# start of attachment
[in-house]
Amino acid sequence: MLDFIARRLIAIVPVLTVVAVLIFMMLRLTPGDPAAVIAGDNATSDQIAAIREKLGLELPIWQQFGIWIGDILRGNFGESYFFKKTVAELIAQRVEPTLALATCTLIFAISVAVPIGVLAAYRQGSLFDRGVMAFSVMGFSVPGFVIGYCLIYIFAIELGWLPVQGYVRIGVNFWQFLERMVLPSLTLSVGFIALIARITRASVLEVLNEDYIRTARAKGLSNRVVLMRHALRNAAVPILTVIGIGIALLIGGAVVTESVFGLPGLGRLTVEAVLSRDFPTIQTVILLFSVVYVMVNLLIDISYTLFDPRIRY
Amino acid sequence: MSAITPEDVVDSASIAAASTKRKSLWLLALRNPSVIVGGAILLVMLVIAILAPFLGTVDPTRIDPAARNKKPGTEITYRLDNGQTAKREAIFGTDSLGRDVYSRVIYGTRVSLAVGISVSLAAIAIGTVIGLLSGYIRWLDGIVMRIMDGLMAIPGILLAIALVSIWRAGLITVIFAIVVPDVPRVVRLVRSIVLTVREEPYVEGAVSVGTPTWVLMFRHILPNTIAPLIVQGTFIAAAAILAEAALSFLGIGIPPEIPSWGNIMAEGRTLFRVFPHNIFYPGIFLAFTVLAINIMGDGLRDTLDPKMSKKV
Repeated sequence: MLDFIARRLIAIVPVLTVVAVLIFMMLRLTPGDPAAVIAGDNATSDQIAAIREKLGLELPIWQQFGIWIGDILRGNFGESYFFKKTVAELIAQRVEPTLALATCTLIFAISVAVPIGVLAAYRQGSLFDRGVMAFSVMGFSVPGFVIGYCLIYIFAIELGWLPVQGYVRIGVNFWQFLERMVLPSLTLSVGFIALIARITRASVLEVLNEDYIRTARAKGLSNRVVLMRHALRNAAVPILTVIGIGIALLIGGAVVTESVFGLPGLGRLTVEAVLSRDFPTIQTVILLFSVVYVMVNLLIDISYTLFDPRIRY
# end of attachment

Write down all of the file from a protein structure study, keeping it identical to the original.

[in-house]
Amino acid sequence: MLDFIARRLIAIVPVLTVVAVLIFMMLRLTPGDPAAVIAGDNATSDQIAAIREKLGLELPIWQQFGIWIGDILRGNFGESYFFKKTVAELIAQRVEPTLALATCTLIFAISVAVPIGVLAAYRQGSLFDRGVMAFSVMGFSVPGFVIGYCLIYIFAIELGWLPVQGYVRIGVNFWQFLERMVLPSLTLSVGFIALIARITRASVLEVLNEDYIRTARAKGLSNRVVLMRHALRNAAVPILTVIGIGIALLIGGAVVTESVFGLPGLGRLTVEAVLSRDFPTIQTVILLFSVVYVMVNLLIDISYTLFDPRIRY
Amino acid sequence: MSAITPEDVVDSASIAAASTKRKSLWLLALRNPSVIVGGAILLVMLVIAILAPFLGTVDPTRIDPAARNKKPGTEITYRLDNGQTAKREAIFGTDSLGRDVYSRVIYGTRVSLAVGISVSLAAIAIGTVIGLLSGYIRWLDGIVMRIMDGLMAIPGILLAIALVSIWRAGLITVIFAIVVPDVPRVVRLVRSIVLTVREEPYVEGAVSVGTPTWVLMFRHILPNTIAPLIVQGTFIAAAAILAEAALSFLGIGIPPEIPSWGNIMAEGRTLFRVFPHNIFYPGIFLAFTVLAINIMGDGLRDTLDPKMSKKV
Repeated sequence: MLDFIARRLIAIVPVLTVVAVLIFMMLRLTPGDPAAVIAGDNATSDQIAAIREKLGLELPIWQQFGIWIGDILRGNFGESYFFKKTVAELIAQRVEPTLALATCTLIFAISVAVPIGVLAAYRQGSLFDRGVMAFSVMGFSVPGFVIGYCLIYIFAIELGWLPVQGYVRIGVNFWQFLERMVLPSLTLSVGFIALIARITRASVLEVLNEDYIRTARAKGLSNRVVLMRHALRNAAVPILTVIGIGIALLIGGAVVTESVFGLPGLGRLTVEAVLSRDFPTIQTVILLFSVVYVMVNLLIDISYTLFDPRIRY